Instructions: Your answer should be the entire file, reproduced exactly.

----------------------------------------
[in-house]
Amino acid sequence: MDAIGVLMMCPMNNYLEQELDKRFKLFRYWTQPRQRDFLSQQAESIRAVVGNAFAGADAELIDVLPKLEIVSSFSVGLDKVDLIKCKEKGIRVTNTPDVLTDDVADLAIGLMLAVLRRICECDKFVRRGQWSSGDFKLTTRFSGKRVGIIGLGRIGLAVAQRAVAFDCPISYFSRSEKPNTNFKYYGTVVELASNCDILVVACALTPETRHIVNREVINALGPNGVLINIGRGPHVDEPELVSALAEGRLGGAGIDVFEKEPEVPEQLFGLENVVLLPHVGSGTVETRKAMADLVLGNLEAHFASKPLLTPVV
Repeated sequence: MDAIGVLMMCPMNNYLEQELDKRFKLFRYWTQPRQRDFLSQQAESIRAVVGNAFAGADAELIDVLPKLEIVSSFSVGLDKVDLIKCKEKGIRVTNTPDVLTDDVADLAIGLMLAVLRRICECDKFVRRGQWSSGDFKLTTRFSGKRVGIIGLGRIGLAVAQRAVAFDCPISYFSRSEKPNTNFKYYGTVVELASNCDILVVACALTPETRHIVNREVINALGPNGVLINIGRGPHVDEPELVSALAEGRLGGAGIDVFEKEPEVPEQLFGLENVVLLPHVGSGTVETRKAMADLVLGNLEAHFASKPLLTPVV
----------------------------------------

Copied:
[in-house]
Amino acid sequence: MDAIGVLMMCPMNNYLEQELDKRFKLFRYWTQPRQRDFLSQQAESIRAVVGNAFAGADAELIDVLPKLEIVSSFSVGLDKVDLIKCKEKGIRVTNTPDVLTDDVADLAIGLMLAVLRRICECDKFVRRGQWSSGDFKLTTRFSGKRVGIIGLGRIGLAVAQRAVAFDCPISYFSRSEKPNTNFKYYGTVVELASNCDILVVACALTPETRHIVNREVINALGPNGVLINIGRGPHVDEPELVSALAEGRLGGAGIDVFEKEPEVPEQLFGLENVVLLPHVGSGTVETRKAMADLVLGNLEAHFASKPLLTPVV
Repeated sequence: MDAIGVLMMCPMNNYLEQELDKRFKLFRYWTQPRQRDFLSQQAESIRAVVGNAFAGADAELIDVLPKLEIVSSFSVGLDKVDLIKCKEKGIRVTNTPDVLTDDVADLAIGLMLAVLRRICECDKFVRRGQWSSGDFKLTTRFSGKRVGIIGLGRIGLAVAQRAVAFDCPISYFSRSEKPNTNFKYYGTVVELASNCDILVVACALTPETRHIVNREVINALGPNGVLINIGRGPHVDEPELVSALAEGRLGGAGIDVFEKEPEVPEQLFGLENVVLLPHVGSGTVETRKAMADLVLGNLEAHFASKPLLTPVV